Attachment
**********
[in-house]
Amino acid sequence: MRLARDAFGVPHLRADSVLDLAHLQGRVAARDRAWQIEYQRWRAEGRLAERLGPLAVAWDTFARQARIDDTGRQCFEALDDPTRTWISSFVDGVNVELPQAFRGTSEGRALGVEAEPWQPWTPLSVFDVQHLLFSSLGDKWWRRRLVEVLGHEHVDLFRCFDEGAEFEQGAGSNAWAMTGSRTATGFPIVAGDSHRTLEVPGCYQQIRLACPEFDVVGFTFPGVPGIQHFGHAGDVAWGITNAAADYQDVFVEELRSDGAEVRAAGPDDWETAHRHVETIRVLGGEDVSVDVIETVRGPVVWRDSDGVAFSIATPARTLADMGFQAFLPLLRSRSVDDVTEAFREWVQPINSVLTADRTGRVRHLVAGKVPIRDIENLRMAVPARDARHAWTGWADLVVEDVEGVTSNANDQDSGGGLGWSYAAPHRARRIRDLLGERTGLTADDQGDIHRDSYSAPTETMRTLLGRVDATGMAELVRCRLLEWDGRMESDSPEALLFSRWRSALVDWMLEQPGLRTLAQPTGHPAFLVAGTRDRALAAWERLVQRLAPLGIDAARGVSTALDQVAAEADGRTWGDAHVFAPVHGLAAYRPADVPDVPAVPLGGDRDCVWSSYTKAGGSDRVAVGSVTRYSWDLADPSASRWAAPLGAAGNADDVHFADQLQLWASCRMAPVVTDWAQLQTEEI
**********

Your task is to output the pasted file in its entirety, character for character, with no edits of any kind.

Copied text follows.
[in-house]
Amino acid sequence: MRLARDAFGVPHLRADSVLDLAHLQGRVAARDRAWQIEYQRWRAEGRLAERLGPLAVAWDTFARQARIDDTGRQCFEALDDPTRTWISSFVDGVNVELPQAFRGTSEGRALGVEAEPWQPWTPLSVFDVQHLLFSSLGDKWWRRRLVEVLGHEHVDLFRCFDEGAEFEQGAGSNAWAMTGSRTATGFPIVAGDSHRTLEVPGCYQQIRLACPEFDVVGFTFPGVPGIQHFGHAGDVAWGITNAAADYQDVFVEELRSDGAEVRAAGPDDWETAHRHVETIRVLGGEDVSVDVIETVRGPVVWRDSDGVAFSIATPARTLADMGFQAFLPLLRSRSVDDVTEAFREWVQPINSVLTADRTGRVRHLVAGKVPIRDIENLRMAVPARDARHAWTGWADLVVEDVEGVTSNANDQDSGGGLGWSYAAPHRARRIRDLLGERTGLTADDQGDIHRDSYSAPTETMRTLLGRVDATGMAELVRCRLLEWDGRMESDSPEALLFSRWRSALVDWMLEQPGLRTLAQPTGHPAFLVAGTRDRALAAWERLVQRLAPLGIDAARGVSTALDQVAAEADGRTWGDAHVFAPVHGLAAYRPADVPDVPAVPLGGDRDCVWSSYTKAGGSDRVAVGSVTRYSWDLADPSASRWAAPLGAAGNADDVHFADQLQLWASCRMAPVVTDWAQLQTEEI